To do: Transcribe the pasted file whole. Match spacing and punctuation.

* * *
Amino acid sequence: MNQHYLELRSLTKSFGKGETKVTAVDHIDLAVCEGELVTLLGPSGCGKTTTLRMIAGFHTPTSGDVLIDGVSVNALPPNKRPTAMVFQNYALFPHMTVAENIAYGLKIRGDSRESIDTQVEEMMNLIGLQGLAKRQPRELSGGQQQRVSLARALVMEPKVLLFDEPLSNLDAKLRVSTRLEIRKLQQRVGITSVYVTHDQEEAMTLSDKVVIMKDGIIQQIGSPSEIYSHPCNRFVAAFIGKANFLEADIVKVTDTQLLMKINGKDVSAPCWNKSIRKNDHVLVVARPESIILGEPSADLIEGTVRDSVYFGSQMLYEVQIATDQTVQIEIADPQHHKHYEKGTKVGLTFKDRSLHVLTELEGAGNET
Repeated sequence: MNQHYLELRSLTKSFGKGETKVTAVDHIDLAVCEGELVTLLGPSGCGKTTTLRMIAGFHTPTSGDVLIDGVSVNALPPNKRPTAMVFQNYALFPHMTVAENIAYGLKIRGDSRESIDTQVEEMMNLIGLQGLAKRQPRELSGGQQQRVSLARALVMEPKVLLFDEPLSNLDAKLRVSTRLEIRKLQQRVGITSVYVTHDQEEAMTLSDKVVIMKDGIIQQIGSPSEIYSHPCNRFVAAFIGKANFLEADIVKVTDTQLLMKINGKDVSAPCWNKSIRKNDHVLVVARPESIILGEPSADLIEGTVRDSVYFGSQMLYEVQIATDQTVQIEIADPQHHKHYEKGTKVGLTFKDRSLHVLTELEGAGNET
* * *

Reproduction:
Amino acid sequence: MNQHYLELRSLTKSFGKGETKVTAVDHIDLAVCEGELVTLLGPSGCGKTTTLRMIAGFHTPTSGDVLIDGVSVNALPPNKRPTAMVFQNYALFPHMTVAENIAYGLKIRGDSRESIDTQVEEMMNLIGLQGLAKRQPRELSGGQQQRVSLARALVMEPKVLLFDEPLSNLDAKLRVSTRLEIRKLQQRVGITSVYVTHDQEEAMTLSDKVVIMKDGIIQQIGSPSEIYSHPCNRFVAAFIGKANFLEADIVKVTDTQLLMKINGKDVSAPCWNKSIRKNDHVLVVARPESIILGEPSADLIEGTVRDSVYFGSQMLYEVQIATDQTVQIEIADPQHHKHYEKGTKVGLTFKDRSLHVLTELEGAGNET
Repeated sequence: MNQHYLELRSLTKSFGKGETKVTAVDHIDLAVCEGELVTLLGPSGCGKTTTLRMIAGFHTPTSGDVLIDGVSVNALPPNKRPTAMVFQNYALFPHMTVAENIAYGLKIRGDSRESIDTQVEEMMNLIGLQGLAKRQPRELSGGQQQRVSLARALVMEPKVLLFDEPLSNLDAKLRVSTRLEIRKLQQRVGITSVYVTHDQEEAMTLSDKVVIMKDGIIQQIGSPSEIYSHPCNRFVAAFIGKANFLEADIVKVTDTQLLMKINGKDVSAPCWNKSIRKNDHVLVVARPESIILGEPSADLIEGTVRDSVYFGSQMLYEVQIATDQTVQIEIADPQHHKHYEKGTKVGLTFKDRSLHVLTELEGAGNET